Today, although small Tesla coils are used as leak detectors in scientific high vacuum systems[9] and igniters in arc welders,[180] their main use is entertainment and educational displays.

Education and entertainment

Electrum sculpture, the world's largest Tesla coil. Builder Eric Orr is visible sitting inside the hollow spherical high voltage electrode.

Tesla coils are displayed as attractions at science museums and electronics fairs, and are used to demonstrate principles of high frequency electricity in science classes in schools and colleges.

Since they are simple enough for an amateur to make, Tesla coils are a popular student science fair project, and are homemade by a large worldwide community of hobbyists. Builders of Tesla coils as a hobby are called "coilers". They attend "coiling" conventions where they display their home-made Tesla coils and other high voltage devices. Low-power Tesla coils are also sometimes used as a high-voltage source for Kirlian photography

The world's largest currently existing Tesla coil is a 130,000-watt unit, part of a 38-foot-tall (12 m) sculpture titled Electrum owned by Alan Gibbs and currently resides in a private sculpture park at Kakanui Point near Auckland, New Zealand.[181] A very large Tesla coil, designed and built by Syd Klinge, is shown every year at the Coachella Valley Music and Arts Festival, in Coachella, Indio, California, USA. Austin Richards, a physicist in California, created a metal Faraday Suit in 1997 that protects him from Tesla coil discharges. In 1998, he named the character in the suit Doctor MegaVolt and has performed all over the world and at Burning Man 9 different years.

Tesla coils can also be used to generate sounds, including music, by modulating the system's effective "break rate" (i.e., the rate and duration of high power RF bursts) via MIDI data and a control unit. The actual MIDI data is interpreted by a microcontroller which converts the MIDI data into a PWM output which can be sent to the Tesla coil via a fiber optic interface.[182][183] The YouTube video Super Mario Brothers theme in stereo and harmony on two coils shows a performance on matching solid state coils operating at 41 kHz. The coils were built and operated by designer hobbyists Jeff Larson and Steve Ward. The device has been named the Zeusaphone, after Zeus, Greek god of lightning, and as a play on words referencing the Sousaphone. The idea of playing music on the singing Tesla coils flies around the world and a few followers[184] continue the work of initiators. An extensive outdoor musical concert has demonstrated using Tesla coils during the Engineering Open House (EOH) at the University of Illinois at Urbana-Champaign. The Icelandic artist Björk used a Tesla coil in her song "Thunderbolt" as the main instrument in the song. The musical group ArcAttack uses modulated Tesla coils and a man in a chain-link suit to play music.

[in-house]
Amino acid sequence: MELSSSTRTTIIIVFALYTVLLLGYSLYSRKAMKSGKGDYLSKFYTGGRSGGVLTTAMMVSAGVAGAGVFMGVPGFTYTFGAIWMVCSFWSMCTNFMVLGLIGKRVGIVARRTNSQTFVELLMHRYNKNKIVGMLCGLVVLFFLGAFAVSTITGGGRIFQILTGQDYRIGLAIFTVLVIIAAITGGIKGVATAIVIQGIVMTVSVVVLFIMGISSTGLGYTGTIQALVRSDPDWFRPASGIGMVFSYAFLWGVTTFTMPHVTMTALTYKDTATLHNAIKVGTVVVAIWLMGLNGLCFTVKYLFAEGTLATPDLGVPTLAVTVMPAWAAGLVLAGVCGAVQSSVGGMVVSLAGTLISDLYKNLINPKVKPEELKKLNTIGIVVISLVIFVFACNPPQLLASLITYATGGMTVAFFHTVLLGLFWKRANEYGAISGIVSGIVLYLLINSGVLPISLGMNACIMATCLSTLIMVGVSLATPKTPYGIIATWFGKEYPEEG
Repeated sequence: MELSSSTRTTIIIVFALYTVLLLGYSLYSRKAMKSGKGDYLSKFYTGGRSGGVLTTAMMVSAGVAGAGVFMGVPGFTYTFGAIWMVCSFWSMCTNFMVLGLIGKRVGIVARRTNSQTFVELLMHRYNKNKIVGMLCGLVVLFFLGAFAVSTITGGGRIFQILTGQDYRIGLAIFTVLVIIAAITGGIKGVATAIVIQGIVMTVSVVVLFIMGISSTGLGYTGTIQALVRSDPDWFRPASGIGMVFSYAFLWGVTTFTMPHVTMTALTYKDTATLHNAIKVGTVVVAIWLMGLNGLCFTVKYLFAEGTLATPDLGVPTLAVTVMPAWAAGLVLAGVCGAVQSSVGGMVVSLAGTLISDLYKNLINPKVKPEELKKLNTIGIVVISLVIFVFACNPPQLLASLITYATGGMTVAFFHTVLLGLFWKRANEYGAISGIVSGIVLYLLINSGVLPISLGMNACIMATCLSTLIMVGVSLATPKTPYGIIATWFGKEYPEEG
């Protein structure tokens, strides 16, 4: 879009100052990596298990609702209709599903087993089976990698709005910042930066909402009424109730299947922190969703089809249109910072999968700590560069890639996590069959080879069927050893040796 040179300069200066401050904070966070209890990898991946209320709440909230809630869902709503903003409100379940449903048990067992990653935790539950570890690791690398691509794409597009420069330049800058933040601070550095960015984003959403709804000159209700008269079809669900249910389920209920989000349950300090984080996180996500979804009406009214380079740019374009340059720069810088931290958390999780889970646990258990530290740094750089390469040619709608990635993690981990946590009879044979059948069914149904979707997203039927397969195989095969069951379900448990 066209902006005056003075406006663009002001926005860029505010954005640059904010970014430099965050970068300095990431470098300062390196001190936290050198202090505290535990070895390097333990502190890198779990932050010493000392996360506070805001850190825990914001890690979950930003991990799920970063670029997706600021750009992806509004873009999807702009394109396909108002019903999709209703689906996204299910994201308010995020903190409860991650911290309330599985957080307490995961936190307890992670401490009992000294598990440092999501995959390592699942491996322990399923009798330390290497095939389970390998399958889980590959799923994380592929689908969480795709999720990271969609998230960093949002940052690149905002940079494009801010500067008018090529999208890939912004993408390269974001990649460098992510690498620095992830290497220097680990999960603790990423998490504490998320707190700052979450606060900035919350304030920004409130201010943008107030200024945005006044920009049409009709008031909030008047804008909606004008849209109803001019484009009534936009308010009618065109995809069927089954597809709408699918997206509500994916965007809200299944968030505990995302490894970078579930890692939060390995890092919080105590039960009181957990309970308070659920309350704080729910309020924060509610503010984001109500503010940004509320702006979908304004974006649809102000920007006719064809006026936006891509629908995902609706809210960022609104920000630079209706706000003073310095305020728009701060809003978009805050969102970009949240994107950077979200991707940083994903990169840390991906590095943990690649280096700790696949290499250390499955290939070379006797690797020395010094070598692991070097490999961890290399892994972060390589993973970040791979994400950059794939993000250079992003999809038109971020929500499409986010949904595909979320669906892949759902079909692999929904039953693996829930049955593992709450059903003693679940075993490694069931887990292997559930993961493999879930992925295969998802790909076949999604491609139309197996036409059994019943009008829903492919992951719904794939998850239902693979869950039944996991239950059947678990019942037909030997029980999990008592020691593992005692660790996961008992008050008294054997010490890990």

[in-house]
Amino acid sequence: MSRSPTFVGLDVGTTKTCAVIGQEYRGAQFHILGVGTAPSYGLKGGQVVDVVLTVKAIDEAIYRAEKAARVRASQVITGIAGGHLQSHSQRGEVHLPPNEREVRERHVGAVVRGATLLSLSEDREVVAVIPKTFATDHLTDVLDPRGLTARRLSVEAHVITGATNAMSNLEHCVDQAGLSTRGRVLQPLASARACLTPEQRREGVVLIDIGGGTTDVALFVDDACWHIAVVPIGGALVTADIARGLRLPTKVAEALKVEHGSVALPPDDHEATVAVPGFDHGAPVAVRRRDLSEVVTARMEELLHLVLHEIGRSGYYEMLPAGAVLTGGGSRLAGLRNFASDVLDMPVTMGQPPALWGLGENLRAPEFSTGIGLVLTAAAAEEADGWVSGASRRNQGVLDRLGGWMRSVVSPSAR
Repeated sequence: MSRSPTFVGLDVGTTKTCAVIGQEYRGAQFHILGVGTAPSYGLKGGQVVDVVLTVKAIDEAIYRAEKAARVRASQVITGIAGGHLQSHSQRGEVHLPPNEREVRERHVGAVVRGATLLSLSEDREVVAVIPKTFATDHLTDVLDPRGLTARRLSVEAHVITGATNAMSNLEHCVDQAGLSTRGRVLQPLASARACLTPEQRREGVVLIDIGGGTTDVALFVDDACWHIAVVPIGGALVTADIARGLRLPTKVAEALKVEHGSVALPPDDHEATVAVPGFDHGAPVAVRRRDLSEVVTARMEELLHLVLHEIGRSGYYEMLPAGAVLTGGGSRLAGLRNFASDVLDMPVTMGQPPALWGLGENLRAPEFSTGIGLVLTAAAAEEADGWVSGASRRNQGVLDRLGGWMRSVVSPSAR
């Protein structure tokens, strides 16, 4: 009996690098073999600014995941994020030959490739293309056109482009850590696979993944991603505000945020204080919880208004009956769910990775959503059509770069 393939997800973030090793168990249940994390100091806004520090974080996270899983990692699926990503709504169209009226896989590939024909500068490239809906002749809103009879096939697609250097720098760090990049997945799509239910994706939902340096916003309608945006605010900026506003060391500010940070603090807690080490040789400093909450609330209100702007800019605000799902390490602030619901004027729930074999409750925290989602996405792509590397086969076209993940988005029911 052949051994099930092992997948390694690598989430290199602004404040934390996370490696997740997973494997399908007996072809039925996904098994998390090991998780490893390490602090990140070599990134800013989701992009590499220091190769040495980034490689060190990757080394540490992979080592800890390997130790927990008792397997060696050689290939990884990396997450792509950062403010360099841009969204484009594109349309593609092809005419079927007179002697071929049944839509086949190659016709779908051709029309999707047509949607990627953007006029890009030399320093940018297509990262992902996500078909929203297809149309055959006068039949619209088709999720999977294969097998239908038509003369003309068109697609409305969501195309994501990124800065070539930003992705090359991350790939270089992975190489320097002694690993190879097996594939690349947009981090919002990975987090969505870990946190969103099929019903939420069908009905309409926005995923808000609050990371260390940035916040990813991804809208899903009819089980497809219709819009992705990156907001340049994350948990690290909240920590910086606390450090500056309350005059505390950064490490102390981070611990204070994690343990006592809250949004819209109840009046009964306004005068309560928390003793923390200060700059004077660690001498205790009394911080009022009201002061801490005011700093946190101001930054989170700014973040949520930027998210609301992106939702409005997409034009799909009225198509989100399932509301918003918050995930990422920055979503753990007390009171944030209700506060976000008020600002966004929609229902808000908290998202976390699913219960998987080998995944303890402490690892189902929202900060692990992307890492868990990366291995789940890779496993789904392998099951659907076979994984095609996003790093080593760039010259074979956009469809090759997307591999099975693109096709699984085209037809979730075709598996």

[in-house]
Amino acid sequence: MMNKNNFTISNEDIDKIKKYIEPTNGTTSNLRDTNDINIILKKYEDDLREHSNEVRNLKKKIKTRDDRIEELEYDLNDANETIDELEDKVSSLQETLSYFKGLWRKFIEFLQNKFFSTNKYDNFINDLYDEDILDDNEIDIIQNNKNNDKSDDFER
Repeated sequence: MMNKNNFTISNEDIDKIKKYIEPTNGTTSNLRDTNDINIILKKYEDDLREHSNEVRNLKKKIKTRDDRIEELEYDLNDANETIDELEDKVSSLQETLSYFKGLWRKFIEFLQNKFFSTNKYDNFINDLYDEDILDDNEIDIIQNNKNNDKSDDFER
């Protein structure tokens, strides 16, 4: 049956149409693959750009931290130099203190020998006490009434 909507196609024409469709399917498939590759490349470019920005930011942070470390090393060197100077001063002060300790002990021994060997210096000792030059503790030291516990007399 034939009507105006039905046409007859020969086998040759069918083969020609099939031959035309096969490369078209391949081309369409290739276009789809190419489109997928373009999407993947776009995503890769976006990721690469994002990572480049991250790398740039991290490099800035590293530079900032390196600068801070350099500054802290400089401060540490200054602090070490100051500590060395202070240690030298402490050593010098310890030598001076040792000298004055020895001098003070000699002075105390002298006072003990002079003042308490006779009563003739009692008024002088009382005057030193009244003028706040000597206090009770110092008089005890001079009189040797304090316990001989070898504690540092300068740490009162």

Vacuum system leak detectors

Scientists working with high vacuum systems test for the presence of tiny pin holes in the apparatus (especially a newly blown piece of glassware) using high-voltage discharges produced by a small handheld Tesla coil. When the system is evacuated the high voltage electrode of the coil is played over the outside of the apparatus. At low pressures, air is more easily ionized and thus conducts electricity better than atmospheric pressure air. Therefore, the discharge travels through any pin hole immediately below it, producing a corona discharge inside the evacuated space which illuminates the hole, indicating points that need to be annealed or reblown before they can be used in an experiment.

Health hazards